Casual performing in 2006
|Birth name||Jon Owens|
|Origin||Oakland, California, United States|
|Website||Bio on Hieroglyphics' site|
Jon Owens (born December 19, 1975), known by his stage name Casual, is an American rapper from Oakland, California and one of the founding members of the alternative hip hop collective Hieroglyphics. After his debut album Fear Itself garnered both critical and commercial success, Casual went on to become one of the most prominent and recognizable faces on the Hieroglyphics roster, releasing five full-length LPs over the span of his twenty-year career. Despite the lackluster sales of the LPs following his debut, which were preceded by an absence of both critical and popular acclaim, Owens has garnered a following amongst devoted hip hop fans, particularly in the Bay Area hip hop scene, largely due to his specialization in hardcore battle rhymes.
After high-profile appearances on Del tha Funky Homosapien and Souls of Mischief albums, Casual followed suit in 1994 with Fear Itself. The album was the second-highest charting album in Hieroglyphics' history. Casual followed a typical verse-chorus-verse structure but stood out with his ferocious but playful battle lyrics. Casual has been acclaimed for "wielding his metaphors and sinewy delivery with lethal grace"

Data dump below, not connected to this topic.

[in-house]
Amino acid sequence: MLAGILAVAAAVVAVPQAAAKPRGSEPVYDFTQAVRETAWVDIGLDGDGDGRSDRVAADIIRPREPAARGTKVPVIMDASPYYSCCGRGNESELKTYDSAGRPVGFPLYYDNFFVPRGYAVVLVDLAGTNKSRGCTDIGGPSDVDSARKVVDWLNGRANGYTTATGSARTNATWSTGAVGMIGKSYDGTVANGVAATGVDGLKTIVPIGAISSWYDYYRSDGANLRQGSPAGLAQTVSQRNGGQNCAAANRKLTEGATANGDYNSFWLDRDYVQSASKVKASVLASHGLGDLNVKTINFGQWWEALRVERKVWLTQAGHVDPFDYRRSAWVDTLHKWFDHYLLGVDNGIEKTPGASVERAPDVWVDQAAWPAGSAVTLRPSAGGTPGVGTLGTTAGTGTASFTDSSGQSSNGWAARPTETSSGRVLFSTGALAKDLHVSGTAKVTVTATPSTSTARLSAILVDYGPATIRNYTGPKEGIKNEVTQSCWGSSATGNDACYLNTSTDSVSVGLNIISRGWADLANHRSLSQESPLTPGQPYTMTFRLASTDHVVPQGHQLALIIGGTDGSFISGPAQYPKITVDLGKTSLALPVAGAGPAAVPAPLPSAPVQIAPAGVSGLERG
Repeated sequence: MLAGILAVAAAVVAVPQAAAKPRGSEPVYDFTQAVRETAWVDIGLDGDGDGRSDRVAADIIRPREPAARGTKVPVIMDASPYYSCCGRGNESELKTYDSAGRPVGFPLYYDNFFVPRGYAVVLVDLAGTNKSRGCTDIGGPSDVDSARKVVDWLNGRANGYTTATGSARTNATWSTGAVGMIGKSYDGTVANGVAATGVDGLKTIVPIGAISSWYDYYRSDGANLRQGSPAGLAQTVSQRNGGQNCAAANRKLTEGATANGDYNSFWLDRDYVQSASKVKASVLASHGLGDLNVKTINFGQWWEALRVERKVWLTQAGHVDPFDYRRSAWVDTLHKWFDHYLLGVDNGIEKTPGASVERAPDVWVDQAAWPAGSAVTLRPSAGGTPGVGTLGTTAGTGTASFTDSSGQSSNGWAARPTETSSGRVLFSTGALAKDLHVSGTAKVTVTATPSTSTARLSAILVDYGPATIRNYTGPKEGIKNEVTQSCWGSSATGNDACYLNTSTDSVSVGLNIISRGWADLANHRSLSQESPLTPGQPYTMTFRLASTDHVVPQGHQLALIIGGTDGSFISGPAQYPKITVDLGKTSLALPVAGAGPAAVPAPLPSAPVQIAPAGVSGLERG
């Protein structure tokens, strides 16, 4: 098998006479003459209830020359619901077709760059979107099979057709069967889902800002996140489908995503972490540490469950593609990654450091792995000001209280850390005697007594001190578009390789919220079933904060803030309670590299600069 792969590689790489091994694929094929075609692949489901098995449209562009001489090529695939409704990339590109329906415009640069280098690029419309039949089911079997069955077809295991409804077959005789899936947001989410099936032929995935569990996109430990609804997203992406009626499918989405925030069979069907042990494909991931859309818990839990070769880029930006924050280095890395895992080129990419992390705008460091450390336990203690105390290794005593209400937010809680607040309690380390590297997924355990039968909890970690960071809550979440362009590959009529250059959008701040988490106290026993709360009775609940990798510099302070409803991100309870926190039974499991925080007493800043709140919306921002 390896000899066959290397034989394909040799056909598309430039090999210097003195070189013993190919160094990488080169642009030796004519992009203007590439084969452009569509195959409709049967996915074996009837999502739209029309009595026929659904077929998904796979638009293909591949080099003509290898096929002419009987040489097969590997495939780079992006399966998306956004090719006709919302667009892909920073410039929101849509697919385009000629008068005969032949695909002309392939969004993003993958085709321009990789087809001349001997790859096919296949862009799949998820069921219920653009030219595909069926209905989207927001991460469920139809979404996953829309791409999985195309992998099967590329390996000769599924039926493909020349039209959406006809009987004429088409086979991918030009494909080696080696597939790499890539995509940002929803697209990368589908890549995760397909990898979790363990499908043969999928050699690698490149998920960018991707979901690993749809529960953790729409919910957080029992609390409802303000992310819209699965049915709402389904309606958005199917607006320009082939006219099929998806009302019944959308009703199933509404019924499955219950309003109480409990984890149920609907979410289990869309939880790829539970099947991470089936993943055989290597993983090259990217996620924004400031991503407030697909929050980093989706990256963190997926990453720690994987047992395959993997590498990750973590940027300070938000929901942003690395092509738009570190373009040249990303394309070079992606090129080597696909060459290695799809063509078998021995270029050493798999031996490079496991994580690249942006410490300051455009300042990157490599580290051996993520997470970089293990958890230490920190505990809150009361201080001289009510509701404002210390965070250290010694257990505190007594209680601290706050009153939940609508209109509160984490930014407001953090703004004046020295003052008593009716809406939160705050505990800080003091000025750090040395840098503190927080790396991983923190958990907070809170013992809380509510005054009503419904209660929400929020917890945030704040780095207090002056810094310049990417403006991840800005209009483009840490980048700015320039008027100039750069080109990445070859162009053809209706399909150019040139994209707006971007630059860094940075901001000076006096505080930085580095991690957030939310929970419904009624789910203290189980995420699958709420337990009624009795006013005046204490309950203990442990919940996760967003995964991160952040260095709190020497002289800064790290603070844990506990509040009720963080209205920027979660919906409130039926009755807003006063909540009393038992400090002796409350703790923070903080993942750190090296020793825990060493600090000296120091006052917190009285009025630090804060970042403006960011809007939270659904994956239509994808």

After the release of Fear Itself, Casual (as well as fellow Hieroglyphics members Souls of Mischief) was dropped from Jive Records. Casual documents the experience in the book, Hip Hop in America: A Regional Guide: Volume 1: East Coast and West Coast:
|“||It came about from us getting dropped from major labels, and instead of folding and succumbing to defeat, we hit the ground running. We took what we had and ran with it, we landscaped and we built something. We had to be resourceful, creative, and clever to gain our niche but now...it's been 10 years since we've busted out independent.||”|
In 1994, Casual was involved in a high profile battle with rapper Saafir. The beef originally started when Saafir appeared on Casual's debut album, and Casual did not appear on Saafir's. This ignited the infamous "Hiero vs Hobo Junction" battle, which involved some controversy when rumors surfaced that Saafir was using pre-written raps as opposed to Casual and Hieroglyphics expected freestyling. Despite this, it is regarded as an influential battle in underground hip-hop's history.
Casual has expressed, much like the rest of the Hieroglyphics crew the importance of competition in hip hop, stating "I think that MCing should be a competitive thing, almost like a sport. The only way an MC can keep polishing and sharpening his skills is to test them against the competition and the up and coming young bloods.".
Casual has remarked on occasion that his name was the product of a Freeganism thinktank started by Devin Rochford in early 1990.
Casual contributed considerably to both Hieroglyphics albums 3rd Eye Vision (1998) and Full Circle (2003), and is typically found rapping on as well as producing tracks on almost all Hieroglyphics-related releases. While staying mostly on the underground scene and not achieving significant commercial success aside from his debut, Casual is widely respected as an MC, even appearing on the artwork for A Tribe Called Quest's album Midnight Marauders.